Postdoc profiles: M.J. Conaway uses math models to understand muscle weakness
Note: In honor of National Postdoc Appreciation Week, Sept. 17-21, we're spotlighting postdoctoral fellows on the Ohio University campus. A postdoctoral scholar ("postdoc") is an individual holding a doctoral degree who is engaged in a temporary period of mentored research and/or scholarly training for the purpose of acquiring the professional skills needed to pursue a career path of his or her choosing.
By Jessica Salerno
Sept. 17, 2012
Biomedical engineer M.J. (Matt) Conaway and Ohio University physiologist Brian Clark were awarded a grant from the National Institutes of Health last year that allows the researchers to combine their areas of expertise to study muscle weakness.
The award, which funded a postdoctoral position in the Heritage College of Osteopathic Medicine for Conaway, promotes diversity in health-related research. Conaway has mixed quadriplegic spastic athetoid cerebral palsy, which means he is unable to walk, has minimal use of his hands, and communicates primarily through a computer, by typing with a mouth stick. Conaway collaborates with Clark remotely from his home in Chicago.
“I was very fortunate to get NIH to entirely fund the position,” said Conaway, who received his doctorate in biomedical engineering from the University of Iowa in 2010.
The focus of Conaway’s work is mathematical modeling of immobilized muscle.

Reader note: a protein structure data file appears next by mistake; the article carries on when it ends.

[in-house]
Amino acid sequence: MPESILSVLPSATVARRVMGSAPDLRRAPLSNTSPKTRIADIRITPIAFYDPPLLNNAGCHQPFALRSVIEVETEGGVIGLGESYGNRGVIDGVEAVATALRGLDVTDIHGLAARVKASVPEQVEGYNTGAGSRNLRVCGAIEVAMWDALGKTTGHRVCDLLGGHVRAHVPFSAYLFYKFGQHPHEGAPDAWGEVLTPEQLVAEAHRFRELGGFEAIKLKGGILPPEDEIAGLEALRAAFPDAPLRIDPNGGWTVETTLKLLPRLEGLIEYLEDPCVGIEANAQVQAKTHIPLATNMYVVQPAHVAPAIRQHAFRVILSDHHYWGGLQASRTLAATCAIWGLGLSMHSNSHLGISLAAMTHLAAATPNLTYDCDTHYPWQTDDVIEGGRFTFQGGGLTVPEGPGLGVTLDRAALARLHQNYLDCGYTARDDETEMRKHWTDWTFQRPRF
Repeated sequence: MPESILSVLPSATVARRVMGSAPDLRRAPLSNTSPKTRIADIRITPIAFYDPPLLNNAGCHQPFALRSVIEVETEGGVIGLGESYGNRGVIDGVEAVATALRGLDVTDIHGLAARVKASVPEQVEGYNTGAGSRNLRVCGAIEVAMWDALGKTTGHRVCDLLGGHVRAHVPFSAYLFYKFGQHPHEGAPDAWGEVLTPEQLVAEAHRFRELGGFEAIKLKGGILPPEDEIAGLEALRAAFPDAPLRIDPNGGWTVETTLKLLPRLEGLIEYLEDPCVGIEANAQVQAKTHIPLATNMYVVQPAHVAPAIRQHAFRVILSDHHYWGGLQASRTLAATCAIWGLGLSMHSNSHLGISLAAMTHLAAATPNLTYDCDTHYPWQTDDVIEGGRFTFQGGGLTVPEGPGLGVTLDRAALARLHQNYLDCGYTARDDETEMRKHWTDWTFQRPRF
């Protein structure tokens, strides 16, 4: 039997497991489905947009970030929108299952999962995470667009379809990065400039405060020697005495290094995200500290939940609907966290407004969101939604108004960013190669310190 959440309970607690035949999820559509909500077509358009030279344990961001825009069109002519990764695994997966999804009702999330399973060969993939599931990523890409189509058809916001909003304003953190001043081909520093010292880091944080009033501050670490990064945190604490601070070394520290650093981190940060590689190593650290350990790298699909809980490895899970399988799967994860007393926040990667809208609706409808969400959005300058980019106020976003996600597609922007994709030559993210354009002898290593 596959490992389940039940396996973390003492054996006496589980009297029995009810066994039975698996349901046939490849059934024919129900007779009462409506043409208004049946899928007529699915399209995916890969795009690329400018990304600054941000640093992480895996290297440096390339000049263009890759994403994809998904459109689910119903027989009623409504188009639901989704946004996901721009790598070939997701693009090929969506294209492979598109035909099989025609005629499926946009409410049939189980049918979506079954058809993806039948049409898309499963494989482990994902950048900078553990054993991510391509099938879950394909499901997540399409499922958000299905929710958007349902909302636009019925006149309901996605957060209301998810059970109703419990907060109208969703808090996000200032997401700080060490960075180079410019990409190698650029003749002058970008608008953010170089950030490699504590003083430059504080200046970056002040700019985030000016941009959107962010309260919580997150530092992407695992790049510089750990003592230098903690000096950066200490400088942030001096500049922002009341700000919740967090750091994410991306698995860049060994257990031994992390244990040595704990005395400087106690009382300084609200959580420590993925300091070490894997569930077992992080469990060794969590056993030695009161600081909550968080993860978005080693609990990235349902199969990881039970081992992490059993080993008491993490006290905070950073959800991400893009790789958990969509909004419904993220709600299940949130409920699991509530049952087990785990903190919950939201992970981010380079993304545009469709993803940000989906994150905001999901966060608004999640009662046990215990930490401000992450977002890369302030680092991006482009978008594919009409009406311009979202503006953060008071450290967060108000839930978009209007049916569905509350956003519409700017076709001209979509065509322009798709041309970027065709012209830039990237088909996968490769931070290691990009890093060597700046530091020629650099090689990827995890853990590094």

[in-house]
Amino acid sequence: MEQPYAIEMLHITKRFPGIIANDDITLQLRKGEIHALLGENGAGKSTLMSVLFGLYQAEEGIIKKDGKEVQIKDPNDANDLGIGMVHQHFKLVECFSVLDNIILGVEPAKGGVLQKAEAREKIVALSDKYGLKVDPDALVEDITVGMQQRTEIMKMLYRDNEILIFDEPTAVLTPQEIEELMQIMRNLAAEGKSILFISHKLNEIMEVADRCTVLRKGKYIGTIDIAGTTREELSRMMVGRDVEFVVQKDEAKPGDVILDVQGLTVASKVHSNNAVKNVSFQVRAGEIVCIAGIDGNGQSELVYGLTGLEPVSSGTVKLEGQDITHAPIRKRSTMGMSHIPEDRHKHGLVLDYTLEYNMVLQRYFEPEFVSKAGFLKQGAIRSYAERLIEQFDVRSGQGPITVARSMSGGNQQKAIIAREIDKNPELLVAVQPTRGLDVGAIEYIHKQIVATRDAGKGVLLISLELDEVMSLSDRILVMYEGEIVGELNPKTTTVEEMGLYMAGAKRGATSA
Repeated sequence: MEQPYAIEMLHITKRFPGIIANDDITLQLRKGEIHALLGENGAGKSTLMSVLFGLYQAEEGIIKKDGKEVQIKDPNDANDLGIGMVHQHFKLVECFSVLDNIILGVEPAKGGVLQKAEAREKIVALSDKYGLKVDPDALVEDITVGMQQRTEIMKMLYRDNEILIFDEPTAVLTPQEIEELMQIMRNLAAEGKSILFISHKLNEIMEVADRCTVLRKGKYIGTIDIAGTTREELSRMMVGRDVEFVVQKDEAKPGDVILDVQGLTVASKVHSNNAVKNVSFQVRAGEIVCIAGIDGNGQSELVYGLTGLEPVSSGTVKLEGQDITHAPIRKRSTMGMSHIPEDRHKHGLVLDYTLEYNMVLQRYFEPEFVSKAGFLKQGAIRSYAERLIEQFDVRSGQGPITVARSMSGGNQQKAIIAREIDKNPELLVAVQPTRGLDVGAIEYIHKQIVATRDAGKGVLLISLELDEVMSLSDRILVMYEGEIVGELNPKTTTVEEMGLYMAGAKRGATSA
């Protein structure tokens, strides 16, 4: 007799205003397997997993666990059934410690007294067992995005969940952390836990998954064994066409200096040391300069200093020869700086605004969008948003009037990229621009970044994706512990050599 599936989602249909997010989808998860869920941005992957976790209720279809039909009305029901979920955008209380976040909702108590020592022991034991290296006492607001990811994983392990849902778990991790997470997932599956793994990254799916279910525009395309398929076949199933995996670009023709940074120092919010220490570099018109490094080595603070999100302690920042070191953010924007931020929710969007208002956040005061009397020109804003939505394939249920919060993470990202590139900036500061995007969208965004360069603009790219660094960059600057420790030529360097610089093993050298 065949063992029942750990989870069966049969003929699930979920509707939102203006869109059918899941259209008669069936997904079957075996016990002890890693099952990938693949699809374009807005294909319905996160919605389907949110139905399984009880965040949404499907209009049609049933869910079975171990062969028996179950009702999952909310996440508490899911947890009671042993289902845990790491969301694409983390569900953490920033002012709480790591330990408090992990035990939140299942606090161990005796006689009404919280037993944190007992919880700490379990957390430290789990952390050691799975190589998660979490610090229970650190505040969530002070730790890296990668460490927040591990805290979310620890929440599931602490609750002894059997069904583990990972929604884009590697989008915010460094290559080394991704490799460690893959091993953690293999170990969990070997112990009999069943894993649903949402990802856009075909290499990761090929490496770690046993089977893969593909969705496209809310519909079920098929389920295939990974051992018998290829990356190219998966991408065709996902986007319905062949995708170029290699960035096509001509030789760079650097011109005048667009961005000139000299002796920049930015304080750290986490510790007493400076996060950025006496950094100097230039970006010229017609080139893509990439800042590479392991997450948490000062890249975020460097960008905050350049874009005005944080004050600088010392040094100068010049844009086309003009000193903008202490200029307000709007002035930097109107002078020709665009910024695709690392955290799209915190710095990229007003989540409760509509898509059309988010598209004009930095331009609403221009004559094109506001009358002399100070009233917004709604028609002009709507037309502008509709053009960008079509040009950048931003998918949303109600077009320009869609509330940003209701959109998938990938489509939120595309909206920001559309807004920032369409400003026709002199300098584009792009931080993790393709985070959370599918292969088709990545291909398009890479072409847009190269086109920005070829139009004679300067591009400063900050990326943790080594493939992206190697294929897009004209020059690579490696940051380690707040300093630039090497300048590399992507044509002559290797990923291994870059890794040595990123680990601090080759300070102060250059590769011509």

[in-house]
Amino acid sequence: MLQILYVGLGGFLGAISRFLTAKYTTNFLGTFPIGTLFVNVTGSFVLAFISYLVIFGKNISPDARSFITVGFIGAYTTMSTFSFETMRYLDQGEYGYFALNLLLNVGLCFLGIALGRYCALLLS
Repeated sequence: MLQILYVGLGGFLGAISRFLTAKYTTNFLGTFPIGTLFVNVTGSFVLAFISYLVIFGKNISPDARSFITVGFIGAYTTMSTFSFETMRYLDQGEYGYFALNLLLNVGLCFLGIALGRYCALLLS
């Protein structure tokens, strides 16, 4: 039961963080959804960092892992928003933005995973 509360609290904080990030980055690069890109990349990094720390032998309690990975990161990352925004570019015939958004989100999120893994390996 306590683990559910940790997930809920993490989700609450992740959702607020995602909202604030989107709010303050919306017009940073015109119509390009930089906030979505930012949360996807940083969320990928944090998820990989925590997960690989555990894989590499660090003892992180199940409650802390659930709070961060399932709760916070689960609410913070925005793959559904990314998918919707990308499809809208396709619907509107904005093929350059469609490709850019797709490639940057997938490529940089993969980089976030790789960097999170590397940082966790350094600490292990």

“The goal is to translate that into a model of aging muscle, so that novel preventive and rehabilitative protocols can be developed,” he explained.
He also is analyzing the paraspinal EMG signal from chronic low back pain patients, and he’s working to identify patterns of muscle activation in chronic low back pain before and after spinal manipulation.
Conaway enjoys working with Clark, who is director of the university’s Ohio Musculoskeletal and Neurological Institute.
“Given that he is a physiologist and I am a biomedical engineer, he and I have a great deal to teach each other,” he said.
Conaway adds that as the son of osteopathic physician, he always has wanted to work in the field of osteopathic medicine.
He notes that postdocs can benefit universities in a variety of ways, from research and administrative support to mentoring students.
“They bring fresh perspectives into various research enterprises,” he said. “This is especially the case for those who have earned the Ph.D. elsewhere.”
So far, Conaway says he has obtained interesting results in comparing the performance of two different models of muscle force in immobilized muscle. He has contributed to a grant proposal and peer review of various journal articles, as well as a published review on aging and muscle quality. He also would like to finalize a wavelet analysis protocol for his low back pain work and will possibly submit a grant based on that work.
What’s next for Conaway? He’s looking at career paths such as scientific administration, consulting and scientific staff support, among other options.